- Jesse Rogers, ESPN Staff Writer
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CHICAGO -- Remember these few days if this is the beginning of the return of the old Starlin Castro. The sometimes-embattled starting shortstop for the Chicago Cubs is locked in -- just as he was at the beginning of spring training, before an injured hamstring slowed him down.
"I got my feeling back," Castro said after belting two home runs in a 7-6 loss to the Pittsburgh Pirates on Tuesday night.
Castro struggled through the first week of the season. But was that because he missed almost all of spring training or because he was picking up where left off last season, when he hit .245?
"He's just starting to get into a rhythm," Cubs manager Rick Renteria said. "You can't expect him to hit two homers every day, but his approaches are working."
The upward trend started Saturday, when Castro went 3-for-4. He had a hit Sunday. And the off day Monday didn't slow him down. Along with his first multiple-homer game Tuesday, he had a base hit to right, beating the shift that had him pulling the ball. Castro drove in four runs while batting sixth in the order and raised his batting average to .310.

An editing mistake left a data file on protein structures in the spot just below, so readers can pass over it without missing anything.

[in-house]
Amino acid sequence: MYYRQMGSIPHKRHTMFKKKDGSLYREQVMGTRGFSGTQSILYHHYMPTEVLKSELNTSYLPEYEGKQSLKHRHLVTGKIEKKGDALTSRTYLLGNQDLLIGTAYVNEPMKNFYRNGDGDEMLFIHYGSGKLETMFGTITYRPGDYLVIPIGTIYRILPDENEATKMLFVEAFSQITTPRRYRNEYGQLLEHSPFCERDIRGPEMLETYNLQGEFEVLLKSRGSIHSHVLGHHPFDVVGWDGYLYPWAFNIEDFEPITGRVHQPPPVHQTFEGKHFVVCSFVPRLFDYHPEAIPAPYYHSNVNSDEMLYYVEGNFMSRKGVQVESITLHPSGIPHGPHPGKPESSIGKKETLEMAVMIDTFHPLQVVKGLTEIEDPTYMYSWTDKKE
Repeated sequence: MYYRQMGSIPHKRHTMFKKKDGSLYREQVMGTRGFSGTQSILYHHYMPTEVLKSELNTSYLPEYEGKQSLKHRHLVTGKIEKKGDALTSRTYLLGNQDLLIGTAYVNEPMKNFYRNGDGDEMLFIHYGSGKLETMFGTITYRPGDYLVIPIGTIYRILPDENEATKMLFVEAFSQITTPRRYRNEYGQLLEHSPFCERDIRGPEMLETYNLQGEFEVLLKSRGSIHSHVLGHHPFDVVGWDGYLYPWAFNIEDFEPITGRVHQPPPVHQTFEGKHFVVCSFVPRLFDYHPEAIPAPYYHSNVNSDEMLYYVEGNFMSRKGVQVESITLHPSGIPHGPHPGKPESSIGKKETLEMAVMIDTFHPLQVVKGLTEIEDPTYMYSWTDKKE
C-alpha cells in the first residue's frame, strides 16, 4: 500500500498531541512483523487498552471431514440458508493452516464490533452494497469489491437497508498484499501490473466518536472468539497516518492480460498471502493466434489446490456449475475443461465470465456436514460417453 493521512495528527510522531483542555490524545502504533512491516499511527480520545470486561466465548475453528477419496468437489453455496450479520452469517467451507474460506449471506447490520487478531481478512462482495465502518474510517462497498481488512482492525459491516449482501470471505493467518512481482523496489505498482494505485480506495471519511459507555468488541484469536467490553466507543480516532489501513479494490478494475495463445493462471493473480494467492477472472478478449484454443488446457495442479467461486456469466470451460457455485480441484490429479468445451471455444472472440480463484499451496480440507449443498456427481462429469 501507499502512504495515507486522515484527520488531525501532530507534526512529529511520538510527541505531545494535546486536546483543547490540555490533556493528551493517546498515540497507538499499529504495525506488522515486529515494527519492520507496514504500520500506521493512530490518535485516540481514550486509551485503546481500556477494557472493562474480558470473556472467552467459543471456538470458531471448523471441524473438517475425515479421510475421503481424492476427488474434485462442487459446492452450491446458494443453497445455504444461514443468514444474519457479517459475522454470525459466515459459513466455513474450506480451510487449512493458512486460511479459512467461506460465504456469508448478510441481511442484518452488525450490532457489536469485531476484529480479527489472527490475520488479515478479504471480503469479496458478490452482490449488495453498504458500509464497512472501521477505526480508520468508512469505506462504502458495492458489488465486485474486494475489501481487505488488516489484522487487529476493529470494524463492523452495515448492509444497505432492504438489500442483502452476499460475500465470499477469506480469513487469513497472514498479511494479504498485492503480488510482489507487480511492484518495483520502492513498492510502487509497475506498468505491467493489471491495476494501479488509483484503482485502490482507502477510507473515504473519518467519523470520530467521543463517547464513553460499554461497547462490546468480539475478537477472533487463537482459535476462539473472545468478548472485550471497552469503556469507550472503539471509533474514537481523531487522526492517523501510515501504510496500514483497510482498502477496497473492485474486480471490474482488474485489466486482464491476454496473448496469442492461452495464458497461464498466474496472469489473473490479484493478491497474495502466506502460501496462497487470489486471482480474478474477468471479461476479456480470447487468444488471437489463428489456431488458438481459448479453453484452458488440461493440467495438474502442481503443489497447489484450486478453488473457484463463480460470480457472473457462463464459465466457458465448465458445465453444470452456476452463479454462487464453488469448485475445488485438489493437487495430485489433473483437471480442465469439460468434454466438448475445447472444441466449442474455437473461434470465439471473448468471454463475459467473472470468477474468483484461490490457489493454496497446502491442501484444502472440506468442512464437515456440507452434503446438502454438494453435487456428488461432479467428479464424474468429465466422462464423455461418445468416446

"I want to hit with men in scoring position," Castro said. "[Renteria] puts me in that spot for a good reason. He trusts me."
For the second consecutive game Castro batted sixth, but it sounds as if that's only because Renteria stacked the top of the lineup with lefties. Plus, Castro had three hits in the No. 2 spot the last time he hit that high in the order. Renteria told Castro he wanted him in a spot to drive in runs. But there was a mental method to his madness in dropping him for a struggling offense.
"When you separate yourself from that and you're not part of that first inning that's not working well … you're a little separated from that failure," Renteria said of hitting Castro lower in the order. "Sometimes you do that just to give him a chance to sit back and watch everyone work in front of him a little bit. That's all."
Maybe it had an effect, maybe not. More than likely, Castro is just getting back into a groove after missing much of March in Arizona.
The hard work he put in this offseason is well documented. He came into the year in the best shape of his career and now his bat is catching up to the competition. Castro homered on a fastball and then a hanging curve.
"He put me there for a reason, a good reason," Castro repeated.
Whatever the reason for his surge, if the old Castro has returned, the Cubs will benefit mightily. And Renteria will deserve a lot of credit.
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